South Africa’s largest grain terminal is ready to receive millions of tons of maize imports, aimed at combatting the ongoing drought. The Durban Agriport terminal is poised to handle the lion’s share of imports from across the world.
From 2 May, South Africa started importing almost 4-million tons of maize. The country traditionally exports maize, but officials have had to ask other countries for help, following lower crop yields.
Maize has become a precious resource at the height of the worst drought in South Africa since 1992. The terminal is one of three in the city that are playing a lead role in receiving imports and transporting maize across the country.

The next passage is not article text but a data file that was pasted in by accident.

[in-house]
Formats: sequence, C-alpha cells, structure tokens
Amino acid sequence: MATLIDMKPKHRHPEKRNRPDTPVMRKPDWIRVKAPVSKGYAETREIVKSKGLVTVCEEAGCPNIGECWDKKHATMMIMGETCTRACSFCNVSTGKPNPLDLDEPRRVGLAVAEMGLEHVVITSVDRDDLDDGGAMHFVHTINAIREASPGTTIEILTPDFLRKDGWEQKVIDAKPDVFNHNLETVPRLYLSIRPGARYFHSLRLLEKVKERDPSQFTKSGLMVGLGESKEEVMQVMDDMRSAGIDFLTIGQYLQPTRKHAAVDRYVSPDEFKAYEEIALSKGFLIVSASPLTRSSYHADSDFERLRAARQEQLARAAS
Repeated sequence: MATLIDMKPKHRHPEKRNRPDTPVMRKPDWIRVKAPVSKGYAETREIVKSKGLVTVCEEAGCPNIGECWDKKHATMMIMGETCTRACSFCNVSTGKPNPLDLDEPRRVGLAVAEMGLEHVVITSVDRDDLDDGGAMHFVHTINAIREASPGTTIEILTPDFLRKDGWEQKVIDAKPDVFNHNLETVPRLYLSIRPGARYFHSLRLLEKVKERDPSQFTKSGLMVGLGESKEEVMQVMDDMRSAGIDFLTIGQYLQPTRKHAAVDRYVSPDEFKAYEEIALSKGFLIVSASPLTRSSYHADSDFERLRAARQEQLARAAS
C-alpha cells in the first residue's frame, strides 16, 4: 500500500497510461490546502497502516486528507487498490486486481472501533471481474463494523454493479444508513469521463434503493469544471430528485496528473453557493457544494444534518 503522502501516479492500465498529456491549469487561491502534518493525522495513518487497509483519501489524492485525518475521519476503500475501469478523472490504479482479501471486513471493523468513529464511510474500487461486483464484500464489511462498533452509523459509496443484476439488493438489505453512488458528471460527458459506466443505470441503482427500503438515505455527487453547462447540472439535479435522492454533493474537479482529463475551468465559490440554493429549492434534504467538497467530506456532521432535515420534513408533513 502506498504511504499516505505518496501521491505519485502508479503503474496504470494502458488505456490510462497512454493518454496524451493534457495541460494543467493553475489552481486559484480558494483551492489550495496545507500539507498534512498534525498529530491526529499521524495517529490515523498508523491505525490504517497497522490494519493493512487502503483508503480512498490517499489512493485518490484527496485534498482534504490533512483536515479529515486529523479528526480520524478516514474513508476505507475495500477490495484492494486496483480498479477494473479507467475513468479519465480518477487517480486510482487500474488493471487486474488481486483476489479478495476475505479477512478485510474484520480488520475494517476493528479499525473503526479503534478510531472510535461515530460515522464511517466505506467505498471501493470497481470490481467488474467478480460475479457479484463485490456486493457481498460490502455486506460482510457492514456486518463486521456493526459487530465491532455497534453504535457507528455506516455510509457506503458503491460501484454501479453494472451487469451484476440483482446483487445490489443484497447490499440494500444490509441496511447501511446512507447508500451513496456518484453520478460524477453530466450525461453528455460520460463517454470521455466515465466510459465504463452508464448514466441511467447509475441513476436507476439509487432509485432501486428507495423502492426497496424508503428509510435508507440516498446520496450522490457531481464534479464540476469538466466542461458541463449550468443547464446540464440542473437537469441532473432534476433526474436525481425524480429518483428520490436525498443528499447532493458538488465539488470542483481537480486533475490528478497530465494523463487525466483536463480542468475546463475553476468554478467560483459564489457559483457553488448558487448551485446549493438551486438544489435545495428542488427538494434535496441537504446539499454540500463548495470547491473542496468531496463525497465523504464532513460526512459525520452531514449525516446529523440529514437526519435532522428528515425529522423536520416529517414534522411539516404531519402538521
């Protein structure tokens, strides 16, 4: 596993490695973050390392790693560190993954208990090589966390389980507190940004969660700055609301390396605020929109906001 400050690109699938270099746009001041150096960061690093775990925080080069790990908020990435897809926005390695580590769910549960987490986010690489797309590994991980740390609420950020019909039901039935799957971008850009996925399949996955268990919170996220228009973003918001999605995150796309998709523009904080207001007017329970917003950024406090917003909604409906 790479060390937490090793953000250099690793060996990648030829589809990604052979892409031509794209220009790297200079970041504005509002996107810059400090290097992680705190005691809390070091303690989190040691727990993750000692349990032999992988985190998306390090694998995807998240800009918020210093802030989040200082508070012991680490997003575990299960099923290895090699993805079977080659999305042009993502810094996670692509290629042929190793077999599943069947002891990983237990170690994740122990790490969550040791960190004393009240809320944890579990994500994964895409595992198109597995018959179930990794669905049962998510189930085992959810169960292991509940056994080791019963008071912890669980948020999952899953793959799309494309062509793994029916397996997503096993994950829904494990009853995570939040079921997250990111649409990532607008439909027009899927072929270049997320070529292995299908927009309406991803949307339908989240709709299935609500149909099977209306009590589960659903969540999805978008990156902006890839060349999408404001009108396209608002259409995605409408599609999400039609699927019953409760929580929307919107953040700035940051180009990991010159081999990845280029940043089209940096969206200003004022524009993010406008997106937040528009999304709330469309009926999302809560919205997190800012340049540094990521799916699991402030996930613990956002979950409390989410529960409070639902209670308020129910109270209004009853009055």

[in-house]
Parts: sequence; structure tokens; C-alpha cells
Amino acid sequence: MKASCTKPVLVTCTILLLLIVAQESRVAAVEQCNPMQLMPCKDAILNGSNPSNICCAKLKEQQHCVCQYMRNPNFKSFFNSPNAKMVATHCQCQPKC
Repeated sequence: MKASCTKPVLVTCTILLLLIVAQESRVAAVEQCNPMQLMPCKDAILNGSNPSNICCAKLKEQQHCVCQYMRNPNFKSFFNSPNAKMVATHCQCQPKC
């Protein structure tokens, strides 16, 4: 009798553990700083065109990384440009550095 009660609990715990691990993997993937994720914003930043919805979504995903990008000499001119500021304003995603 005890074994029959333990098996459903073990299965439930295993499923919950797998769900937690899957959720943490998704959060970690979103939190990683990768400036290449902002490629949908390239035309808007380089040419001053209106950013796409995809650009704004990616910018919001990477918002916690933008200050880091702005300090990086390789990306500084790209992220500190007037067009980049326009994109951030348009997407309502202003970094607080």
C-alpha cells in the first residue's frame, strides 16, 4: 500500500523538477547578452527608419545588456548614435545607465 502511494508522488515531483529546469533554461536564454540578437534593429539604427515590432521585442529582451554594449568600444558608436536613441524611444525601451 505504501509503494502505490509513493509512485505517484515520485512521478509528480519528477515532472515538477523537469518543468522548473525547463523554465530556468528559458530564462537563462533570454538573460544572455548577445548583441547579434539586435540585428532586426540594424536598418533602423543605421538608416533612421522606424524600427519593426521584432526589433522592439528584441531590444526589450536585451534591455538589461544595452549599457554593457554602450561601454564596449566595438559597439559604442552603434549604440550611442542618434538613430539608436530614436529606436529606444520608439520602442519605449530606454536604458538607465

Moshe Motlohi, Durban Port manager says: “We have got a joint operations center. This is a center that really is going to be looking at the entire supply chain and saying from when the cargo arrives here to when it gets to the destination.”
The government anticipates that the country will need to import around 2,7-million tons of yellow maize and 1,1-million tons of white maize between now and April next year. In April, a shipment of over 1300 tons of white maize arrived from the US – South Africa’s largest maize import since 2004.
Durban port officials say they understand how dire the crop yield shortfall is and are committed to ensuring a fast turnaround of cargo.